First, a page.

So much for the effectiveness of apologies. The Jesse Jacksons and the Al Sharptons of the world demand apologies from whomever they think has uttered statements that can be used to exploit race. Thinking it will help resolve the crisis, the offending parties inevitably apologize. Unbeknownst to them (think Don Imus and Michael Richards), eliciting the apology is just phase one in the process of racial intimidation.
It appears Afghan president Hamid Karzai may be taking a similar path in the wake of the fallout from the Qur’an burning at Bagram Air Force Base in Afghanistan. First, General John Allen issued a formal apology on video:
Then, Barack Obama apologized to Karzai.
Then, Americans were killed by rioters who were unmoved by such apologies.
Via CNS News:
Three days after President Barack Obama dispatched his ambassador to Afghanistan to hand deliver a personal letter from the president of the United States to Afghan President Hamid Karzai apologizing because U.S. forces at Bagram Air Force Base had mistakenly burnt some Korans, Karzai has responded to the gesture in a statement broadcast live on Afghan television.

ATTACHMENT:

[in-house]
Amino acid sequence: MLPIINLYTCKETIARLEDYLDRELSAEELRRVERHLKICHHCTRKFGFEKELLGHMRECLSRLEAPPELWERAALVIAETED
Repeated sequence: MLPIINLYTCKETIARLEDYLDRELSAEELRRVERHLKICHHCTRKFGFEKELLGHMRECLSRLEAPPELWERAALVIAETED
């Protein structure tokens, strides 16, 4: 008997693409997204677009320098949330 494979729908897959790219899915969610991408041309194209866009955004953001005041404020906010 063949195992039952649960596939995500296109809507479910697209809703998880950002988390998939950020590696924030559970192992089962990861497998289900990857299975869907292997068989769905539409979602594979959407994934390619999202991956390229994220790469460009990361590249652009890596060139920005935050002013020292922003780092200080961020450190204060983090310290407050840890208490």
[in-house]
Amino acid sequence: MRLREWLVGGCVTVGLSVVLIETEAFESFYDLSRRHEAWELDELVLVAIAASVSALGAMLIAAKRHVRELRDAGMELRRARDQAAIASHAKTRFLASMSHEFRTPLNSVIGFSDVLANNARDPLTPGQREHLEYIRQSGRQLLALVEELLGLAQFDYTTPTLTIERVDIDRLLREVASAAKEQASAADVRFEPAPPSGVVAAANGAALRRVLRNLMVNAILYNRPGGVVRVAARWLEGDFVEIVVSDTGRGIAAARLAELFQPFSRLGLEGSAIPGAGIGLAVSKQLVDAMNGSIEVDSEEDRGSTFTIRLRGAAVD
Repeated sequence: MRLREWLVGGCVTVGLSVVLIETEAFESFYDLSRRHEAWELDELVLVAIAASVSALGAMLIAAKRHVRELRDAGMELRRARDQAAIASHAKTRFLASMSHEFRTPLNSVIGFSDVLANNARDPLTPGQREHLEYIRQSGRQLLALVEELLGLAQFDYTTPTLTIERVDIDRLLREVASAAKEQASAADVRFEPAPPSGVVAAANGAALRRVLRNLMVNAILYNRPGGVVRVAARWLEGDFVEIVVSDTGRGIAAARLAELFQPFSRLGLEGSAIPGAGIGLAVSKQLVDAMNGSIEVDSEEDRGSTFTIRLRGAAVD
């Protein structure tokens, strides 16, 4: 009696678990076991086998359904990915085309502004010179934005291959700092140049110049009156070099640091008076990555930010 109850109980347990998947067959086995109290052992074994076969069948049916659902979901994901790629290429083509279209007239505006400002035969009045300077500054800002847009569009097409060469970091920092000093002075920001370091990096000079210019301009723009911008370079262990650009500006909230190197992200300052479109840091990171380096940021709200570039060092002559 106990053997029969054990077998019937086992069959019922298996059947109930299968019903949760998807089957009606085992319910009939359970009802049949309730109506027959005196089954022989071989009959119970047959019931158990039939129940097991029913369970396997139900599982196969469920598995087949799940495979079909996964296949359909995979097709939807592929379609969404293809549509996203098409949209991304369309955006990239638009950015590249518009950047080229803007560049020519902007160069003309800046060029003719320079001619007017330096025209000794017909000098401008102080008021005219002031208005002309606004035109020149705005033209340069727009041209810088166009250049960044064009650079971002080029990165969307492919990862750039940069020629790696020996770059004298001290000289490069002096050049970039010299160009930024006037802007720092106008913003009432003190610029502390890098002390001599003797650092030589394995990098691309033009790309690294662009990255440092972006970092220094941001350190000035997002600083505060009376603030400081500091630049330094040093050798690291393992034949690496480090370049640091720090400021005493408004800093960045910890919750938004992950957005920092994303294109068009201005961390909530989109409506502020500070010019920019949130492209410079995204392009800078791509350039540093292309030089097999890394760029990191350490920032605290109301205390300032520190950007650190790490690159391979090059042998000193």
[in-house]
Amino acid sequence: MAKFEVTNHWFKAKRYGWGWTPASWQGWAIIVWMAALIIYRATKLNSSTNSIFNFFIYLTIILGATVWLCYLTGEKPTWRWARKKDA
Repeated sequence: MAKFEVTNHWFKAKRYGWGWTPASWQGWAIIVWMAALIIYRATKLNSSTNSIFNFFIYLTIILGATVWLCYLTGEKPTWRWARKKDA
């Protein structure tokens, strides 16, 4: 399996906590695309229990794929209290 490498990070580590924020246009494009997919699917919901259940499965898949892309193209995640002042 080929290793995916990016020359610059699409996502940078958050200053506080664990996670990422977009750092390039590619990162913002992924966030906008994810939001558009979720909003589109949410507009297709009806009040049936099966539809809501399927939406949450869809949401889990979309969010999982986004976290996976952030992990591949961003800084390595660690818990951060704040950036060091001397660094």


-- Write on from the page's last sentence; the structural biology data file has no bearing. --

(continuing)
Karzai, according to a BBC translation of his remarks made Sunday, told the Afghan people he was speaking to them after discussing the matter with “jihadi leaders,” “prominent scholars,” and Afghan elected officials, and that he spoke for the “pure sentiments” of the “Afghan nation” and the “Islamic world,” when he said: “We call on the US government to bring the perpetrators of the act to justice and put them on trial and punish them.”
At the same time Karzai was demanding the prosecution and punishment of U.S. troops involved in the Koran-burning incident, he conceded that the U.S. government had indicated that the Koran burning “was not deliberate.”
As is the case when dealing with Al Sharpton or Jesse Jackson, it is ill-advisable to offer an apology when one is demanded.
Karzai’s call for the prosecution of Americans serves as proof that we no apology should have been issued.